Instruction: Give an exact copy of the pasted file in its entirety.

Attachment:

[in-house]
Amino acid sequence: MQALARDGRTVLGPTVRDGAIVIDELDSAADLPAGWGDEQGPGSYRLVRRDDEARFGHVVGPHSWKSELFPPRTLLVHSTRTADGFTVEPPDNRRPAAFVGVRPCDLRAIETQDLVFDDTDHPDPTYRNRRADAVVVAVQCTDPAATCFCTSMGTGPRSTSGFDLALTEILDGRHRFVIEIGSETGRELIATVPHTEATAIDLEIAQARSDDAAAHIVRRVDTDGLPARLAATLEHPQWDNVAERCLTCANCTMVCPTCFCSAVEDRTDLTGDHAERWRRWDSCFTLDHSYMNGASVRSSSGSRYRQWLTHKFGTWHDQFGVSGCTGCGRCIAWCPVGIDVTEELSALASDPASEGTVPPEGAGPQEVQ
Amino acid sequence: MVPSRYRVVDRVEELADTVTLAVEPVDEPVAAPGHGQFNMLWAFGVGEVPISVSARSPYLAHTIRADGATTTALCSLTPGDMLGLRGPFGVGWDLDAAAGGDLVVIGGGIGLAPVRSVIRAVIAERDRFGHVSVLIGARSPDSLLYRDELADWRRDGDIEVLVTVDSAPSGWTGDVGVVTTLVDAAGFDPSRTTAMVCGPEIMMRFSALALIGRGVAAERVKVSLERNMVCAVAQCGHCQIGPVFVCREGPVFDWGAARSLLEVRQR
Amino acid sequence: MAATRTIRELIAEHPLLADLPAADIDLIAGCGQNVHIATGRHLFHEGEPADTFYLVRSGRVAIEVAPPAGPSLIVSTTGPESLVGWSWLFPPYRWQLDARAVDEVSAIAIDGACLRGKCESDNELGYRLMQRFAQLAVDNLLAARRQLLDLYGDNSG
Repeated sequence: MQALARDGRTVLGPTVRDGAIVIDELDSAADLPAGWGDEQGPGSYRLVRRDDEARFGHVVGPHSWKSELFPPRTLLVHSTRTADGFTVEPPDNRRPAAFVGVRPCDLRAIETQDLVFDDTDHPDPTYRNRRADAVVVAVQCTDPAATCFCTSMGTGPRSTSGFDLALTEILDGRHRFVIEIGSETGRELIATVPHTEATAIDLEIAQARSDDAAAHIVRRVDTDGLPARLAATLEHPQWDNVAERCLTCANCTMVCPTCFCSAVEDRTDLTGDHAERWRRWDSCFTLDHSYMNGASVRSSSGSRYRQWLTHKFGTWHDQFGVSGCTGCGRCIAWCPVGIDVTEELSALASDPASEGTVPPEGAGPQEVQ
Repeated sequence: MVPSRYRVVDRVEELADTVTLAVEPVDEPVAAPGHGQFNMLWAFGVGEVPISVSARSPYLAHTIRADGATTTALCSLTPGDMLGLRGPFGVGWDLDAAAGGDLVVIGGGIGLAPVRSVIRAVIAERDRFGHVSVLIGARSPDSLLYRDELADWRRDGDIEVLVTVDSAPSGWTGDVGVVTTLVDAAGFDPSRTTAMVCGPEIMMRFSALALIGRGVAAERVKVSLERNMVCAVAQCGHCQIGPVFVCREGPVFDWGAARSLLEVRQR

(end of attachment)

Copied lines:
[in-house]
Amino acid sequence: MQALARDGRTVLGPTVRDGAIVIDELDSAADLPAGWGDEQGPGSYRLVRRDDEARFGHVVGPHSWKSELFPPRTLLVHSTRTADGFTVEPPDNRRPAAFVGVRPCDLRAIETQDLVFDDTDHPDPTYRNRRADAVVVAVQCTDPAATCFCTSMGTGPRSTSGFDLALTEILDGRHRFVIEIGSETGRELIATVPHTEATAIDLEIAQARSDDAAAHIVRRVDTDGLPARLAATLEHPQWDNVAERCLTCANCTMVCPTCFCSAVEDRTDLTGDHAERWRRWDSCFTLDHSYMNGASVRSSSGSRYRQWLTHKFGTWHDQFGVSGCTGCGRCIAWCPVGIDVTEELSALASDPASEGTVPPEGAGPQEVQ
Amino acid sequence: MVPSRYRVVDRVEELADTVTLAVEPVDEPVAAPGHGQFNMLWAFGVGEVPISVSARSPYLAHTIRADGATTTALCSLTPGDMLGLRGPFGVGWDLDAAAGGDLVVIGGGIGLAPVRSVIRAVIAERDRFGHVSVLIGARSPDSLLYRDELADWRRDGDIEVLVTVDSAPSGWTGDVGVVTTLVDAAGFDPSRTTAMVCGPEIMMRFSALALIGRGVAAERVKVSLERNMVCAVAQCGHCQIGPVFVCREGPVFDWGAARSLLEVRQR
Amino acid sequence: MAATRTIRELIAEHPLLADLPAADIDLIAGCGQNVHIATGRHLFHEGEPADTFYLVRSGRVAIEVAPPAGPSLIVSTTGPESLVGWSWLFPPYRWQLDARAVDEVSAIAIDGACLRGKCESDNELGYRLMQRFAQLAVDNLLAARRQLLDLYGDNSG
Repeated sequence: MQALARDGRTVLGPTVRDGAIVIDELDSAADLPAGWGDEQGPGSYRLVRRDDEARFGHVVGPHSWKSELFPPRTLLVHSTRTADGFTVEPPDNRRPAAFVGVRPCDLRAIETQDLVFDDTDHPDPTYRNRRADAVVVAVQCTDPAATCFCTSMGTGPRSTSGFDLALTEILDGRHRFVIEIGSETGRELIATVPHTEATAIDLEIAQARSDDAAAHIVRRVDTDGLPARLAATLEHPQWDNVAERCLTCANCTMVCPTCFCSAVEDRTDLTGDHAERWRRWDSCFTLDHSYMNGASVRSSSGSRYRQWLTHKFGTWHDQFGVSGCTGCGRCIAWCPVGIDVTEELSALASDPASEGTVPPEGAGPQEVQ
Repeated sequence: MVPSRYRVVDRVEELADTVTLAVEPVDEPVAAPGHGQFNMLWAFGVGEVPISVSARSPYLAHTIRADGATTTALCSLTPGDMLGLRGPFGVGWDLDAAAGGDLVVIGGGIGLAPVRSVIRAVIAERDRFGHVSVLIGARSPDSLLYRDELADWRRDGDIEVLVTVDSAPSGWTGDVGVVTTLVDAAGFDPSRTTAMVCGPEIMMRFSALALIGRGVAAERVKVSLERNMVCAVAQCGHCQIGPVFVCREGPVFDWGAARSLLEVRQR